Matching existing and future native plant materials to disturbance-driven restoration needs

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Assessing the appropriateness of existing native plant materials can both determine which seed source to utilize for restoration projects, and identify locations for which new seed sources need to be developed. Here, we demonstrate an approach to meet these needs. This method identifies areas of high restoration need based on disturbance patterns, assesses the regional suitability of existing native plant materials based on climate similarity, and highlights geographic (and climatic) gaps where existing materials are likely unsuitable and where plant material development projects can be prioritized. We examined 12 high priority restoration species across the Colorado Plateau, a 38-million-ha region of the Intermountain West, United States to test our methodological pipeline. Fifty-four percent of the Colorado Plateau is disturbed by livestock grazing, wildfires that have burned in the past 20 years, or energy production from oil and gas wells, natural gas pipelines, and coal mines. Of the 28 commercially available plant materials for six of the focal species, only 3 have climate similarity that encompass more than 50% of the species modeled habitat on the Colorado Plateau. Across all commercial materials, most species (10 of 12) do not have any suitable plant material for 70% or more of their geographic range on the Colorado Plateau. Of those areas identified as not having any suitable plant materials, 47–56% are also disturbed. Our method provides usable, flexible protocols and spatially referenced data sources for optimizing the planning of new native plant materials in any region where restoration is needed and spatial data are available.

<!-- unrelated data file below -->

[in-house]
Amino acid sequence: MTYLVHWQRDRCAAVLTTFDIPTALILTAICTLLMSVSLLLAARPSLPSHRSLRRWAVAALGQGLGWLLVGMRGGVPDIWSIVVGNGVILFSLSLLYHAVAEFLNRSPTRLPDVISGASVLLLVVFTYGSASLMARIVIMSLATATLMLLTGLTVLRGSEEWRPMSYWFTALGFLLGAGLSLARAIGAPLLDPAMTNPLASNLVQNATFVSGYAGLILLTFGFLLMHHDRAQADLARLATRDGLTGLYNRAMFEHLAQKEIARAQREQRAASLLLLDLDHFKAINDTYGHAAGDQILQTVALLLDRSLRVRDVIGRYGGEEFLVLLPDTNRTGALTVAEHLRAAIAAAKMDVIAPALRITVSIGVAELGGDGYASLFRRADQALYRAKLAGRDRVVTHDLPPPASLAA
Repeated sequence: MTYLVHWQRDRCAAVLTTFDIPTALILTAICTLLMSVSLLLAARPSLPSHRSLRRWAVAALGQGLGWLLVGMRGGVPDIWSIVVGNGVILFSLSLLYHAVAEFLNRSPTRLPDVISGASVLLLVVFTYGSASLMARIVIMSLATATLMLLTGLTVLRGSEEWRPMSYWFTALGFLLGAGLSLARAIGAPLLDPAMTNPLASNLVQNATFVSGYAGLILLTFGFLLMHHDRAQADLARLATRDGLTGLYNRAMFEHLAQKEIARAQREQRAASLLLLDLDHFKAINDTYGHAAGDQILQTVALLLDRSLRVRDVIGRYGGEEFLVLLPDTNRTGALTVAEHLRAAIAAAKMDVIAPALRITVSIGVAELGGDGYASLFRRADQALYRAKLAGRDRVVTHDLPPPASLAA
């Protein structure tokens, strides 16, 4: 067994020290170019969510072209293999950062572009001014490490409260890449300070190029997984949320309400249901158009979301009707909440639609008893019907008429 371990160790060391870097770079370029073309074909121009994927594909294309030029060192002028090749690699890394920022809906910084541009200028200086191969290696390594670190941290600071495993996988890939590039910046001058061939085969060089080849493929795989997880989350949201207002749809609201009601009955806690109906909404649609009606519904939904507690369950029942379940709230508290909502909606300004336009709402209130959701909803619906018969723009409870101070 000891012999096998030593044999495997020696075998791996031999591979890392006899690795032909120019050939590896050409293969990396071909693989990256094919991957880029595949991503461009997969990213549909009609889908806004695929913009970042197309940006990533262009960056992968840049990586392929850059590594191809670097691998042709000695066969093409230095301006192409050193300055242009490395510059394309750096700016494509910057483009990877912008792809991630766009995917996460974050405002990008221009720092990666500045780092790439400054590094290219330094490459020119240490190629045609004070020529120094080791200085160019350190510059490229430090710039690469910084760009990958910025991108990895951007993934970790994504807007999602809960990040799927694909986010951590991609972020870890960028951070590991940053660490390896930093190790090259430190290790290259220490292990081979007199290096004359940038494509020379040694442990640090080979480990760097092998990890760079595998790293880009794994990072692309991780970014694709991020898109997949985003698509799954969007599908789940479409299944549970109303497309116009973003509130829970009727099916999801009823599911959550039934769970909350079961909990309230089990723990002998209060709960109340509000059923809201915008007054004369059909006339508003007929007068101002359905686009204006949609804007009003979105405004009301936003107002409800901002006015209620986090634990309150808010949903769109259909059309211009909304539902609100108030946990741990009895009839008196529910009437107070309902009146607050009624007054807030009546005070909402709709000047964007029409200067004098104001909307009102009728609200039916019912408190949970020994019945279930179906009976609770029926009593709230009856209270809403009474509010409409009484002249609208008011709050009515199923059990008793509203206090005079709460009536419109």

Winkler, D. E., Sterner, S., Bradford, J. B., Pilmanis, A. M., & Massatti, R. (2024). Matching existing and future native plant materials to disturbance-driven restoration needs. Restoration Ecology, 32(4).

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